Earlier in this video, we looked at the fact that growth in Profits is often accompanied by growth in Assets, but that the optimal way to grow Profits is to use Assets more efficiently. By focusing on the Balance Sheet and identifying the different techniques available to us to improve cash holdings, the business can become more efficient and generate more cash itself to support growth to reduce the reliance on debt. Here are five ways to improve the efficiency of your Balance Sheet.
Firstly, speed up Debtor collection. Every day that invoices remain outstanding is an additional day that you don’t have access to the cash. By implementing effective procedures to shorten the time it takes your customers to pay, you start getting access to your cash quicker, which will help to drive growth more effectively.
Secondly, speed up Stock rotations, or Work in Progress for service businesses. By turning over Stock more quickly or by getting the jobs done more quickly you can free up cash that gets tied up here.
Thirdly, improve the productivity of Fixed Assets. Consider things like how you utilise the space in your premises. Is there an opportunity to generate greater return from currently under-utilised space or plant and equipment? Is your plant and equipment getting the job done efficiently? Are your people trained and motivated to get the best out of the equipment? Are your people sitting in the office, or actively out doing work for clients and billing them for it?
There is so much scope for productivity improvement when you focus on it.
Fourthly, sell unproductive Assets. These are either old Assets that aren’t used any more, which can be turned into additional cash. Or they are Assets that are in use, but which are underperforming. If they are underperforming, they may be costing you more money than they are worth!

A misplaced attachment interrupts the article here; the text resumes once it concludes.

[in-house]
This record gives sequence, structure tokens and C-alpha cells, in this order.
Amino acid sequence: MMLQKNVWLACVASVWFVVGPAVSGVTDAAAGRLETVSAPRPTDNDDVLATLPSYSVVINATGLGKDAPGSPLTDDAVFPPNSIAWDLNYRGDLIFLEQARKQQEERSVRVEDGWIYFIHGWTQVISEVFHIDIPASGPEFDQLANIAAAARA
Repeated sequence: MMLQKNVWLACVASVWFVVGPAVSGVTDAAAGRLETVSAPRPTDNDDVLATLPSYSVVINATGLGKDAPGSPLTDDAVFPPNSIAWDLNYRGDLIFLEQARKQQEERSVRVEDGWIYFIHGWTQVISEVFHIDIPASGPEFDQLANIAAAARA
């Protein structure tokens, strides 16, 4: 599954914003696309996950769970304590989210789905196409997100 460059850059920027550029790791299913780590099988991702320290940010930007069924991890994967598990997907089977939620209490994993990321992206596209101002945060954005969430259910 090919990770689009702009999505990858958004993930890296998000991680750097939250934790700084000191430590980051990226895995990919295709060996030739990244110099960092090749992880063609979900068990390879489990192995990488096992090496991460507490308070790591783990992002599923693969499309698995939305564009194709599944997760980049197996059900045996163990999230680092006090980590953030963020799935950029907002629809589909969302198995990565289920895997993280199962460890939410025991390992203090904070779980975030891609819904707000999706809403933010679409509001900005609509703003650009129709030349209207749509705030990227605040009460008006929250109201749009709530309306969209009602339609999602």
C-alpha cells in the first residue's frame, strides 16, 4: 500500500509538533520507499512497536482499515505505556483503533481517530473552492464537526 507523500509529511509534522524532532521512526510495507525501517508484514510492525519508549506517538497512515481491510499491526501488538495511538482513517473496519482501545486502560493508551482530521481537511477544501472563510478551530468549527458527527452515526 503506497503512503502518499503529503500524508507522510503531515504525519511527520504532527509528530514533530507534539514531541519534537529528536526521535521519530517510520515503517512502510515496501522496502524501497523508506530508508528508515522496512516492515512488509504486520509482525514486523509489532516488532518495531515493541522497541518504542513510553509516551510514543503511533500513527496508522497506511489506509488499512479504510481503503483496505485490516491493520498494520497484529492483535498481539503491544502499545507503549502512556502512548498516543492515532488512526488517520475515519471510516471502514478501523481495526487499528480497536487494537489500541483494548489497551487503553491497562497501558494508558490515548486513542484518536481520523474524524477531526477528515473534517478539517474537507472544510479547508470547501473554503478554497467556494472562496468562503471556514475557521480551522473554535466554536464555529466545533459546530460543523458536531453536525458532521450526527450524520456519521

As a fifth lever, you could choose to curtail expansion. In that final question we asked ourselves, “Do I like the picture that I am painting?”, if you don’t then you can choose not to grow or to grow at a slower pace … one that is not going to decimate your cash flow and your Balance Sheet.
These aren’t the only things that you can do, but they are a great place to start. By implementing these efficiency measures, as well as others that might specifically relate to your business operations, you can potentially both grow, and improve your cash flow at the same time.
So, in this video we firstly looked at thinking about growth strategically and deciding whether you want to grow and how; then we looked at how you can measure the impact of forecast growth on your business; so that you can plan to efficiently manage growth and cash flow to achieve the desired outcome. With careful planning and managing the growth that many business owners are looking for can be achieved successfully and sustainably.
Thank you for watching our video on ‘Managing business growth’. I trust you found the information useful and helpful and I encourage you check out the other financial education resources on the Davidson Institute website to help build your financial confidence. Bye for now.